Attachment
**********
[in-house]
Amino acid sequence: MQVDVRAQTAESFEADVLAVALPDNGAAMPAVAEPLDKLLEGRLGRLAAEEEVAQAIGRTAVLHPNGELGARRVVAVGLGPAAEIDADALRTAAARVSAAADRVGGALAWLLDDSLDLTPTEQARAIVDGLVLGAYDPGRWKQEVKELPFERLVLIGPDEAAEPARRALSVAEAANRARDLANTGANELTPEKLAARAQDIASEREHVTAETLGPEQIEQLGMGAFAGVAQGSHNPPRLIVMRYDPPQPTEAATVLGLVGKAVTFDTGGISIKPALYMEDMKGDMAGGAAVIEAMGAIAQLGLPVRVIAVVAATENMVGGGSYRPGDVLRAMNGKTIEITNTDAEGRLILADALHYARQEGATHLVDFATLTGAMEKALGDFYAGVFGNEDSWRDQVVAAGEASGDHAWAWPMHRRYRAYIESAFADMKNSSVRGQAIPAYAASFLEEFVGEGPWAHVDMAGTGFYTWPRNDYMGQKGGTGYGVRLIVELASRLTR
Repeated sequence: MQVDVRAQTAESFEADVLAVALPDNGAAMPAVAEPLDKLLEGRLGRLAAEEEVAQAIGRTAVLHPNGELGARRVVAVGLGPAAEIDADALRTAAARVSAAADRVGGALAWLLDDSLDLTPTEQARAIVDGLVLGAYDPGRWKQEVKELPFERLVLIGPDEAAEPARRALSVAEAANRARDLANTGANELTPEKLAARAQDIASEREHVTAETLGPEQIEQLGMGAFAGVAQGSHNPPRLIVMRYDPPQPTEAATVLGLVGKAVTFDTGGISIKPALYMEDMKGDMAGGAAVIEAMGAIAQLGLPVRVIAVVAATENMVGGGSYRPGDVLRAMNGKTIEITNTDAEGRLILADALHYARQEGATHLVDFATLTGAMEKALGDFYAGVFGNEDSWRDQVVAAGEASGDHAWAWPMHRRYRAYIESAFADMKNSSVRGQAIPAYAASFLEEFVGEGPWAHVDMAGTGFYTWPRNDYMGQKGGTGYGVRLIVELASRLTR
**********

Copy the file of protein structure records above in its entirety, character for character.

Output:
[in-house]
Amino acid sequence: MQVDVRAQTAESFEADVLAVALPDNGAAMPAVAEPLDKLLEGRLGRLAAEEEVAQAIGRTAVLHPNGELGARRVVAVGLGPAAEIDADALRTAAARVSAAADRVGGALAWLLDDSLDLTPTEQARAIVDGLVLGAYDPGRWKQEVKELPFERLVLIGPDEAAEPARRALSVAEAANRARDLANTGANELTPEKLAARAQDIASEREHVTAETLGPEQIEQLGMGAFAGVAQGSHNPPRLIVMRYDPPQPTEAATVLGLVGKAVTFDTGGISIKPALYMEDMKGDMAGGAAVIEAMGAIAQLGLPVRVIAVVAATENMVGGGSYRPGDVLRAMNGKTIEITNTDAEGRLILADALHYARQEGATHLVDFATLTGAMEKALGDFYAGVFGNEDSWRDQVVAAGEASGDHAWAWPMHRRYRAYIESAFADMKNSSVRGQAIPAYAASFLEEFVGEGPWAHVDMAGTGFYTWPRNDYMGQKGGTGYGVRLIVELASRLTR
Repeated sequence: MQVDVRAQTAESFEADVLAVALPDNGAAMPAVAEPLDKLLEGRLGRLAAEEEVAQAIGRTAVLHPNGELGARRVVAVGLGPAAEIDADALRTAAARVSAAADRVGGALAWLLDDSLDLTPTEQARAIVDGLVLGAYDPGRWKQEVKELPFERLVLIGPDEAAEPARRALSVAEAANRARDLANTGANELTPEKLAARAQDIASEREHVTAETLGPEQIEQLGMGAFAGVAQGSHNPPRLIVMRYDPPQPTEAATVLGLVGKAVTFDTGGISIKPALYMEDMKGDMAGGAAVIEAMGAIAQLGLPVRVIAVVAATENMVGGGSYRPGDVLRAMNGKTIEITNTDAEGRLILADALHYARQEGATHLVDFATLTGAMEKALGDFYAGVFGNEDSWRDQVVAAGEASGDHAWAWPMHRRYRAYIESAFADMKNSSVRGQAIPAYAASFLEEFVGEGPWAHVDMAGTGFYTWPRNDYMGQKGGTGYGVRLIVELASRLTR